World Literacy

Discussion in 'Off-Topic Discussions' started by Frank Sanoica, Sep 3, 2018.

  1. Frank Sanoica

    Frank Sanoica Veteran Member
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    My wife and I got into this one today. So, I thought I'd throw it out here. Where in the world would you expect to find the highest (or lowest) literacy rates? I guessed lowest, some African Countries. Chart too lengthy to copy, but I'll give it's link.

    Highest literacy rate in the world: claimed by North Korea! 100% literacy.
    Lowest: Niger, 19.1%

    I would like to see the chart described as a curve, but can do without it.

    See: http://world.bymap.org/LiteracyRates.html
     
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  2. Thomas Stearn

    Thomas Stearn Well-Known Member
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    You can actually see it as column chart if you click on the respective symbol on the right.

    It says "Literacy rates of the countries of the world" but actually leaves out First World countries. If those were included, it would then be "the world", wouldn't it? And, who knows, we might be in for some surprises, too?
     
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    Last edited: Sep 4, 2018
  3. Frank Sanoica

    Frank Sanoica Veteran Member
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    @Thomas Stearn
    I like your thinking processes, and wonder why my own lag so far behind. Illiteracy of course does not define "educational effectiveness", nor "wideness of school opportunity". Schooling in many countries may not yet be an option for many.

    Frank
     
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  4. Joe Riley

    Joe Riley Veteran Member
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  5. Beatrice Taylor

    Beatrice Taylor Very Well-Known Member
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    We had our day in the United States with Anti Literacy Laws in slaveholding states.

    The haves understood and feared the power of education over the have-nots.

    “Knowledge makes a man unfit to be a slave.” - Frederick Douglass
     
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  6. Bobby Cole

    Bobby Cole Veteran Member
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    In the U.S., it’s interesting that compulsory education didn’t make it’s appearance until Massachusetts made it a law in 1852.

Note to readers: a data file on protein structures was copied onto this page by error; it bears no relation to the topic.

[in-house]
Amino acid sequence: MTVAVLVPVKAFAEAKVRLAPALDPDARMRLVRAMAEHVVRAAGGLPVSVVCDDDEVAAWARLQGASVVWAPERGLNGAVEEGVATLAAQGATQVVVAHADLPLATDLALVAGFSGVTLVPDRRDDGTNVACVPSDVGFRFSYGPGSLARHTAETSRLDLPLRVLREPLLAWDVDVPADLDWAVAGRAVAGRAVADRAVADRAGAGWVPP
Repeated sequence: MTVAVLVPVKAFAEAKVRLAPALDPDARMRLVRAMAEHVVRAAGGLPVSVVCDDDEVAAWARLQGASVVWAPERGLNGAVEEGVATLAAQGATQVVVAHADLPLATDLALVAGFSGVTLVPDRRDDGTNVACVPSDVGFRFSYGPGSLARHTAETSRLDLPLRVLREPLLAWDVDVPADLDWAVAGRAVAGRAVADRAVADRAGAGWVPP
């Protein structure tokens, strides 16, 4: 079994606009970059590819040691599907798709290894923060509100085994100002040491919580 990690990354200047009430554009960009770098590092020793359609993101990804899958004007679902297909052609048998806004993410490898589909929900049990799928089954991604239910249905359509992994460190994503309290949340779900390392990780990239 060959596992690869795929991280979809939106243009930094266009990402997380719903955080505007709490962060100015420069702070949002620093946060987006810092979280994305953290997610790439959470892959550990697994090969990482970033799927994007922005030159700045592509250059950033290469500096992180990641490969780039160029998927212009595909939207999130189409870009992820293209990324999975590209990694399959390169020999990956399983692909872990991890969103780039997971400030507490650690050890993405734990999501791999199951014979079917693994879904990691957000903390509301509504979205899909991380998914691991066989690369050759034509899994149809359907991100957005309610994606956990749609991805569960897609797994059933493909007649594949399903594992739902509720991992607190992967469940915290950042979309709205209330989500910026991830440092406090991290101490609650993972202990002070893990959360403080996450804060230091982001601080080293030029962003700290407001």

Apparently there was a two-fold reason for it: 1. Obviously to teach young ones to read, write and cipher mathematics and 2. To prevent parents from allowing their children to be used in labor or using their children on farms and in factories.

    The law was so strict that if parents didn’t abide by the law they would get a pretty hefty fine or even lose their children. The children would be taken away from their parents and placed in a home whereby one’s education was of primary importance.

    So, in regard to laws which forbade slaves from being educated, there was no law in any state up to 1852 that mandated that ANYONE needed an education.
     
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  7. Beatrice Taylor

    Beatrice Taylor Very Well-Known Member
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    Bobby, you may be correct that laws did not prohibit slaves from learning but some laws did clearly list punishments for people that employed them as scribes or attempted to teach them to read and write.

    • 1819, Missouri: Prohibited assembling or teaching slaves to read or write
    • 1829, Georgia: Prohibited teaching blacks to read, punished by fine and imprisonment
    • 1832, Alabama and Virginia: Prohibited whites from teaching blacks to read or write, punished by fines and floggings
    • 1833, Georgia: Prohibited blacks from working in reading or writing jobs (via an employment law), and prohibited teaching blacks, punished by fines and whippings (via an anti-literacy law)